Arkanoid (Taito, 1986)
Another game known for its wacky plot, introducing a wireframe Moai head named "DOH" pulling Earth's space forces into a pocket dimension or some such nonsense. It's all a bit arbitrary, though, since this never comes into play until the final stage of the game; until then, it's all about smashing bricks with a ball and paddle in a game heavily inspired by Breakout. The gimmick that sets it apart, though, is its powerup system - broken bricks drop icons that enlarge your paddle's size, give you multiple balls to break bricks with, allow you to "catch" the ball and release it at a more favorable angle, and my favorite, the ability to shoot lasers from your paddle to break bricks and destroy enemies. The game even came packaged with a custom-made controller that featured an analog knob, which made the gameplay much more smooth than with a standard controller. It's a bit of a scarce collector's item these days, but if you can track one down, give it a go with this game. It will not disappoint!
Cyber Stadium Series: Base Wars (Konami, 1991)
Chip & Dale's Rescue Rangers (Capcom, 1990)
Devil World (Nintendo, 1984 in Japan, 1987 in Europe)
Guerilla War (SNK, 1987)
Named "Guevara" in Japan and appropriately starring Che Guevara and Fidel Castro as they waged a two-man battle to liberate Cuba, SNK (quite wisely) decided to remove all real-life references when they brought the game to America in both arcade and NES form. The arcade version of the game featured a rotary joystick that allowed the player to move in one direction and fire in another at the same time, something they attempted to recreate in the first two Ikari Warriors games on NES with pretty terrible results. Thankfully, the port of Guerilla War abandons this idea and just has four-directional movement and firing, as well as considerably quicker gameplay speed. It's great, fast-paced fun, especially with two players blowing up everything in their path.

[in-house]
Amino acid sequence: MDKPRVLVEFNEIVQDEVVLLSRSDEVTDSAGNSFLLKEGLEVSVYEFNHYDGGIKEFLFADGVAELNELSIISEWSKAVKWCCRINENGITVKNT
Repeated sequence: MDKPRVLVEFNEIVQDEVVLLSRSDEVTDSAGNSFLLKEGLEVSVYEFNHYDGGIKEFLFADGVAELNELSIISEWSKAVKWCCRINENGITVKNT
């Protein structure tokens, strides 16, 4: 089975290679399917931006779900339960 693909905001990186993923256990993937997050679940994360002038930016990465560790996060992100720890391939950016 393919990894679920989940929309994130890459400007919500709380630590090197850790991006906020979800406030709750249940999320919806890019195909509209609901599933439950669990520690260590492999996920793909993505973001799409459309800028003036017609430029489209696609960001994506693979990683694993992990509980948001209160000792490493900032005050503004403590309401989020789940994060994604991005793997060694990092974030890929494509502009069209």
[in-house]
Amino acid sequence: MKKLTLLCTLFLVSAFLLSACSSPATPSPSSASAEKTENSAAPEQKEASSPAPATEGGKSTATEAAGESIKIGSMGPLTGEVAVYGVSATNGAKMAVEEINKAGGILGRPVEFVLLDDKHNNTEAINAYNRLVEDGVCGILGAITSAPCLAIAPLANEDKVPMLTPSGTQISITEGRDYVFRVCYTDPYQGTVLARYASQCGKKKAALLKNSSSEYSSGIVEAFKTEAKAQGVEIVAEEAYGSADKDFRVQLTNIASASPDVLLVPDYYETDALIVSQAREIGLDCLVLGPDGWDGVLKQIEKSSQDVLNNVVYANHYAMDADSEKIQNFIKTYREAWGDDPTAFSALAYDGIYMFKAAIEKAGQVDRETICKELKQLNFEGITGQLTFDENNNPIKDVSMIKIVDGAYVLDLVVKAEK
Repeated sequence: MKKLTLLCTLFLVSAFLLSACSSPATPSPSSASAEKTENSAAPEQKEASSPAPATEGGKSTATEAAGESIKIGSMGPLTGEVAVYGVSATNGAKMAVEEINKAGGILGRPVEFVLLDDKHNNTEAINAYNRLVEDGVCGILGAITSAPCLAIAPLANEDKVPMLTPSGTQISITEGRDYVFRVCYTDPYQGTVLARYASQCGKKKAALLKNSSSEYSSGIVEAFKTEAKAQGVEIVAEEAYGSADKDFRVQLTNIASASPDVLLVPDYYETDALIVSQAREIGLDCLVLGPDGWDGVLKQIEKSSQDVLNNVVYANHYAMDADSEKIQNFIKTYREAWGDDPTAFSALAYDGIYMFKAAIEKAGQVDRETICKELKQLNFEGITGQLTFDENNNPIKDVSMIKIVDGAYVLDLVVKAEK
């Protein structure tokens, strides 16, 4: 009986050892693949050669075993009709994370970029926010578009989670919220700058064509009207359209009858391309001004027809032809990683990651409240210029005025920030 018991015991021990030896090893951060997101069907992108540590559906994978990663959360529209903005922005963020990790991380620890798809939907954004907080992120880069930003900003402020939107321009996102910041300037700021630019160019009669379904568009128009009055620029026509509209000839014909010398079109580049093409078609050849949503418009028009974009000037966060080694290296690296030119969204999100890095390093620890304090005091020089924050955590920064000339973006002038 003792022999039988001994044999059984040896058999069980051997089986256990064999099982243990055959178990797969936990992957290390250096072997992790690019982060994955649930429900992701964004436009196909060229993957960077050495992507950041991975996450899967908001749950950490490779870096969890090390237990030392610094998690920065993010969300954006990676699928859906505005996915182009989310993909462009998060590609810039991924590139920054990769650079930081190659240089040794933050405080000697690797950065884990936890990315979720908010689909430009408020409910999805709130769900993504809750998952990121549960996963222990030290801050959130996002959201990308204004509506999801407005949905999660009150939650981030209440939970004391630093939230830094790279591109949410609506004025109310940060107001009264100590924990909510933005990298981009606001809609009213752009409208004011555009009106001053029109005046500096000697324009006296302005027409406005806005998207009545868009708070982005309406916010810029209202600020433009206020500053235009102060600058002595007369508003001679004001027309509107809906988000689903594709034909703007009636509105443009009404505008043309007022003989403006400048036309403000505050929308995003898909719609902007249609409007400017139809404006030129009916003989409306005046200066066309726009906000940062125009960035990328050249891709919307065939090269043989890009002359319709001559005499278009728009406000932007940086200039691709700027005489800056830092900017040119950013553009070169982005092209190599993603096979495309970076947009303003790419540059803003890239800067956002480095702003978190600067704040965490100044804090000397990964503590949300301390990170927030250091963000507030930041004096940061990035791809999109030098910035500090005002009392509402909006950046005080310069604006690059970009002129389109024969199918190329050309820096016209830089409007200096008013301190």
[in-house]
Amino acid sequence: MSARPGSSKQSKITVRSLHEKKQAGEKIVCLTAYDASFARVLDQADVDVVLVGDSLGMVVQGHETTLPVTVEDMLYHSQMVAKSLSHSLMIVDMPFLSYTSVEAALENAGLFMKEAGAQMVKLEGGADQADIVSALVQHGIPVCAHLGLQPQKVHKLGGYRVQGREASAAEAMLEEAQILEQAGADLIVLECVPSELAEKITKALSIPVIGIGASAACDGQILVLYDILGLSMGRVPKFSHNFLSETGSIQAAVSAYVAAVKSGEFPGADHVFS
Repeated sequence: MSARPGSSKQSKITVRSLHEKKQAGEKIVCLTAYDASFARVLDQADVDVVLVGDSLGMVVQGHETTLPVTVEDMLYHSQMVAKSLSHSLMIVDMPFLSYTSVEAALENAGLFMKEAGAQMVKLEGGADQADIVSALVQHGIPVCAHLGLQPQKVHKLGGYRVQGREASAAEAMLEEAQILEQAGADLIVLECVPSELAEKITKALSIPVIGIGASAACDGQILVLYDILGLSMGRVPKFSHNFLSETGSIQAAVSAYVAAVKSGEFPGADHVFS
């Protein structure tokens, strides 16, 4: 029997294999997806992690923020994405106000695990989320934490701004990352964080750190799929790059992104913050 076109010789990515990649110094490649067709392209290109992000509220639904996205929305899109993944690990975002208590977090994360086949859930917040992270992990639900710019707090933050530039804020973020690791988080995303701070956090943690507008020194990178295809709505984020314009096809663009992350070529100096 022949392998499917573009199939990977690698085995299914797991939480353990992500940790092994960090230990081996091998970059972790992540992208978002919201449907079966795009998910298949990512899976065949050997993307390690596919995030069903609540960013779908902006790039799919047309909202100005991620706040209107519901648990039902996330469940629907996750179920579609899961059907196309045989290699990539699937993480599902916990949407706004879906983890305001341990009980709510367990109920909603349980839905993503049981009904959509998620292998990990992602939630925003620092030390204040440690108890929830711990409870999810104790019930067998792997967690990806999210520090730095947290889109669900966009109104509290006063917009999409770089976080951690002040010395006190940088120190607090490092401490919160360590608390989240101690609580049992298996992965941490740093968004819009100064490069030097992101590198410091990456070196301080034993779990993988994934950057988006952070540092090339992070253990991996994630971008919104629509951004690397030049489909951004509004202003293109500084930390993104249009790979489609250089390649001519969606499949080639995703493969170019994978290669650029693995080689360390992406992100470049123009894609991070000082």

Mega Man 1 and 6 (Capcom, 1987 and 1993)
Mega Man 1 and 6 are generally considered the weakest entries on the NES platform, but both have some interesting quirks of their own. Mega Man 1 was certainly among the earliest games that allowed the player to tackle stages (and bosses) in any order, though it did become somewhat notorious for its high difficulty level and lack of later series innovations like passwords and E-tanks. Mega Man 6, on the other hand, definitely felt a bit rushed as it came out in the twilight days of the system and had comparatively bland level designs and weapons compared to its predecessors. However, it did also have some unique power-up suits in the Rush Armor (which can smash through walls and deal damage with short-ranged punches) and Rush Jet (serving as a jetpack that allows flight for short distances). Regardless of their shortcomings, though, they're both a lot of fun to play, and as I've said before, classic Mega Man at his weakest is still better than most game franchises at their best.
Summer Carnival '92: Recca (Naxatsoft, 1992)
Zanac (Compile, 1987)
Created by the company that would later bring us such classics as Gun-Nac, Guardian Legend, MUSHA and the Aleste series, Zanac is the grand daddy of them all, and a damn impressive game in its own right. Not only did you have ten distinct weapons to choose from, but the game also sported a pretty solid, energetic soundtrack and blazing fast speed. The visuals are a tad on the ugly side, but when you have gameplay this solid and fast-paced, that really doesn't matter much, now does it?
Zoda's Revenge: Startropics II (Nintendo, 1994)
One of the very last games officially released for the NES, and it was quite a good one. A followup to Startropics - a game curiously programmed by a Japanese development team but only ever released in the west - Startropics 2 featured tighter controls, crisper graphics and a new plot involving Mike travelling through time searching for the seven magical Tetrads. Oh yes, Nintendo had the Tetris license at the time and they wouldn't let you forget it.
Another welcome change was the general softening of the difficulty curve - while still very challenging, cheap shots that took off a third of your health bar were now a thing of the past, and making contact with the bosses wasn't an instant death sentence - you simply lost a large chunk of your health. Just a touch more of the problem-solving aspect and solid narrative of the original and this may very well have surpassed it!